In his new movie, The Disaster Artist, director and star James Franco explores the question that everyone has asked after watching Tommy Wiseau's 2003 cult classic, The Room, which is: how the heck did that happen? Franco's film chronicles Wiseau's journey from moving to Los Angeles to eventually making what is now considered by many to be the worst movie in the world. Franco plays Wiseau in the film, in what some might consider an unflattering parody. But in this case, everyone knows that imitation is the greatest form of flattery, because what Tommy Wiseau thinks of The Disaster Artist is actually more positive than you'd expect.
According to Entertainment Weekly, Franco didn't get Wiseau's seal of approval until after the film showed at SXSW in 2016. "He said, ‘I approve 99.9 percent.’ And we were like, ‘What was the 0.1 percent? He said, ‘I think the lighting, in the beginning, a little off,'" Franco recalled. The actor recounted the exchange with Wiseau to the movie's cinematographer, Brandon Tost, who according to Franco responded with, "Yeah, maybe we should watch The Room, get some lighting pointers!" Clearly a joke, since lighting is one of the many issues with the highly flawed The Room.
Wiseau likely had a good idea about what to expect from The Disaster Artist since the movie is based on Greg Sestero’s 2013 book, The Disaster Artist: My Life Inside The Room, the Greatest Bad Movie Ever Made. Sestero co-authored his book with Tom Bissell and, as you can infer from its title, Sestero was in fact present during the filming of The Room. The author not only starred in and produced The Room with Wiseau, but he had — and still has — a close relationship with the long-haired enigma.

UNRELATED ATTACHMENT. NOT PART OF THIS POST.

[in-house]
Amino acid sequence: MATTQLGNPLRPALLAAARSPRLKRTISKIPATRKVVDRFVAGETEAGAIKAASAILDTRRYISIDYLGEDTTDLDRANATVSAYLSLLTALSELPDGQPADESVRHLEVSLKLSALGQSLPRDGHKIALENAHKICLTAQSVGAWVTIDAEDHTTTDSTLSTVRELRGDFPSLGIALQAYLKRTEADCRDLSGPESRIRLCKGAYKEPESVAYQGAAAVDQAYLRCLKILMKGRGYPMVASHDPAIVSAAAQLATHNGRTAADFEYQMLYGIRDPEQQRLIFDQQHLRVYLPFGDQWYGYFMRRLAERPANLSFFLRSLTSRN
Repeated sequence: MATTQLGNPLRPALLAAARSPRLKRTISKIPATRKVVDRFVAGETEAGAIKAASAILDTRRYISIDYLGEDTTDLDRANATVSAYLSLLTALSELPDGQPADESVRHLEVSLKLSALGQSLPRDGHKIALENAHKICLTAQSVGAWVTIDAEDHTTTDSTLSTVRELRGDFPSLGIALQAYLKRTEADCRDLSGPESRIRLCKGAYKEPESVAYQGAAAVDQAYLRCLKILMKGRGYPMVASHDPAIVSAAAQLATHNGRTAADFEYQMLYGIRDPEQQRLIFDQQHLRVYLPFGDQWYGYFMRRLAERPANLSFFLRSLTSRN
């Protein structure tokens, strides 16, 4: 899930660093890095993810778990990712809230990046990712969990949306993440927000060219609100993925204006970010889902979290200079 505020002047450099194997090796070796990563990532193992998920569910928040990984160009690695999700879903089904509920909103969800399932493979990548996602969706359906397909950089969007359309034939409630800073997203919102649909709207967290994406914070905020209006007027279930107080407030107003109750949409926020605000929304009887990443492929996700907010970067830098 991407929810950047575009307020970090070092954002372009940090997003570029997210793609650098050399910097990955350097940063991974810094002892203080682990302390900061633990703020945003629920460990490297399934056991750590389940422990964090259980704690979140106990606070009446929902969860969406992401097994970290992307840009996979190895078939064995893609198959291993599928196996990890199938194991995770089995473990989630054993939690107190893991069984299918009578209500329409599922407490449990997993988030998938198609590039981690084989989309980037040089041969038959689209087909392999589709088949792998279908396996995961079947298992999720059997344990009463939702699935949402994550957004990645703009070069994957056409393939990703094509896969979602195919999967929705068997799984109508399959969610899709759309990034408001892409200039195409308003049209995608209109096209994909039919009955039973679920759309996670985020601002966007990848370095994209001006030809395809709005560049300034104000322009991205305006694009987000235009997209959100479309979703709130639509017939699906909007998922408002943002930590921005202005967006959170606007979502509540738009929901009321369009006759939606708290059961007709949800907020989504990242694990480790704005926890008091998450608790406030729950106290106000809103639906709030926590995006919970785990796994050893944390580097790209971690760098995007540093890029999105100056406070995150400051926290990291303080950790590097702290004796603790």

Wiseau's approval of The Disaster Artist wasn't necessarily a sure thing, however, because according to Franco, Wiseau hadn't totally approved of Sestero's book. According to EW, Franco mimicked Weiseau while revealing that his muse told him, "Greg book only 40 percent true." Franco described his apprehension following that interaction, saying, “It was like, well, that’s what we based it on, so what are you going to think about our movie?"
Luckily, Wiseau approved of the movie — besides that supposed lighting error — and it's a good thing too, as he didn't start off with having the greatest of confidence in either The Disaster Artist's source material or its creator. According to Vanity Fair, Franco wasn't exactly Wiseau's top choice in actors to portray himself. Franco revealed that while he was on the phone with Wiseau in the film's early stages of production, The Room's creator suggested that Johnny Depp play him. "I laughed," Franco told Vanity Fair. Wiseau reportedly asked why he was laughing, and Franco responded, "I don’t know, dude. He’s a big movie star. He’s in Pirates of the Caribbean." Of course Wiseau had suggested Depp knowing full well about his A-list status, but his consistency with reaching for things that most people would consider "out of his league" is exactly what he did throughout the filming of The Room, so it shouldn't come as any surprise.
According to Vanity Fair, Wiseau eventually approved of Franco impersonating him for The Disaster Artist, even if Franco wasn't quite perfect. "He said, 'Yeah, James, I’ve seen your stuff. You’ve done some good things, some bad things,'" Franco told the magazine.
The Disaster Artist offers a much-needed backstory to The Room, but certain aspects of Wiseau will always remain a mystery. One of the best things about Franco's film is how it both re-enacts everyone's favorite parts of The Room — like Wiseau's awkward timing when laughing — and gives even more information about the infamous director with which to confuse people. Wiseau will likely never be 100 percent figured out by his fans, but at least he's approved of 99.9 percent of the film about him.